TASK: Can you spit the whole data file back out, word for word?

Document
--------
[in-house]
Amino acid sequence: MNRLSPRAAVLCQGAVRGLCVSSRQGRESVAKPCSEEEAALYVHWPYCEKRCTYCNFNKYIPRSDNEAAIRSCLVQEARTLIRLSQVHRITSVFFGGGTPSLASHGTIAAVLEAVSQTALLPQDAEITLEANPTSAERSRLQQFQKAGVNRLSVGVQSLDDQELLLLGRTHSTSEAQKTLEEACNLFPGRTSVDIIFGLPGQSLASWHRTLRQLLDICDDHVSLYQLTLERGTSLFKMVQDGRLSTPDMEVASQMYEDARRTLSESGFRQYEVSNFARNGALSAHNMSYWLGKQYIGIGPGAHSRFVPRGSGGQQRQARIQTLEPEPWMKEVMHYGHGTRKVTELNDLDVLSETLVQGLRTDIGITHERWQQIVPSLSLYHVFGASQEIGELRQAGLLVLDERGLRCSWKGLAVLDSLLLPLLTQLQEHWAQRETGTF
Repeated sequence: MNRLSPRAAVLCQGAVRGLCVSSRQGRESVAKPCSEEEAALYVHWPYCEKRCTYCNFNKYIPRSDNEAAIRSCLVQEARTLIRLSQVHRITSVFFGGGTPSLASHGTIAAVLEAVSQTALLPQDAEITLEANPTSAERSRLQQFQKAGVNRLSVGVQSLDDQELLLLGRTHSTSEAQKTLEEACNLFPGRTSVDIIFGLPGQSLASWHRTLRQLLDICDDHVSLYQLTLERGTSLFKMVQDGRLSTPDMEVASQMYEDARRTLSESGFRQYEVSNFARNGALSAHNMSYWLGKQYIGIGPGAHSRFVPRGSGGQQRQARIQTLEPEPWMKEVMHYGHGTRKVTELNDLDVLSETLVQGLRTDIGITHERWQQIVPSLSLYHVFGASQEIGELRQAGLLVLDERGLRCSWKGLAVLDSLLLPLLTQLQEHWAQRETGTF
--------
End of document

[in-house]
Amino acid sequence: MNRLSPRAAVLCQGAVRGLCVSSRQGRESVAKPCSEEEAALYVHWPYCEKRCTYCNFNKYIPRSDNEAAIRSCLVQEARTLIRLSQVHRITSVFFGGGTPSLASHGTIAAVLEAVSQTALLPQDAEITLEANPTSAERSRLQQFQKAGVNRLSVGVQSLDDQELLLLGRTHSTSEAQKTLEEACNLFPGRTSVDIIFGLPGQSLASWHRTLRQLLDICDDHVSLYQLTLERGTSLFKMVQDGRLSTPDMEVASQMYEDARRTLSESGFRQYEVSNFARNGALSAHNMSYWLGKQYIGIGPGAHSRFVPRGSGGQQRQARIQTLEPEPWMKEVMHYGHGTRKVTELNDLDVLSETLVQGLRTDIGITHERWQQIVPSLSLYHVFGASQEIGELRQAGLLVLDERGLRCSWKGLAVLDSLLLPLLTQLQEHWAQRETGTF
Repeated sequence: MNRLSPRAAVLCQGAVRGLCVSSRQGRESVAKPCSEEEAALYVHWPYCEKRCTYCNFNKYIPRSDNEAAIRSCLVQEARTLIRLSQVHRITSVFFGGGTPSLASHGTIAAVLEAVSQTALLPQDAEITLEANPTSAERSRLQQFQKAGVNRLSVGVQSLDDQELLLLGRTHSTSEAQKTLEEACNLFPGRTSVDIIFGLPGQSLASWHRTLRQLLDICDDHVSLYQLTLERGTSLFKMVQDGRLSTPDMEVASQMYEDARRTLSESGFRQYEVSNFARNGALSAHNMSYWLGKQYIGIGPGAHSRFVPRGSGGQQRQARIQTLEPEPWMKEVMHYGHGTRKVTELNDLDVLSETLVQGLRTDIGITHERWQQIVPSLSLYHVFGASQEIGELRQAGLLVLDERGLRCSWKGLAVLDSLLLPLLTQLQEHWAQRETGTF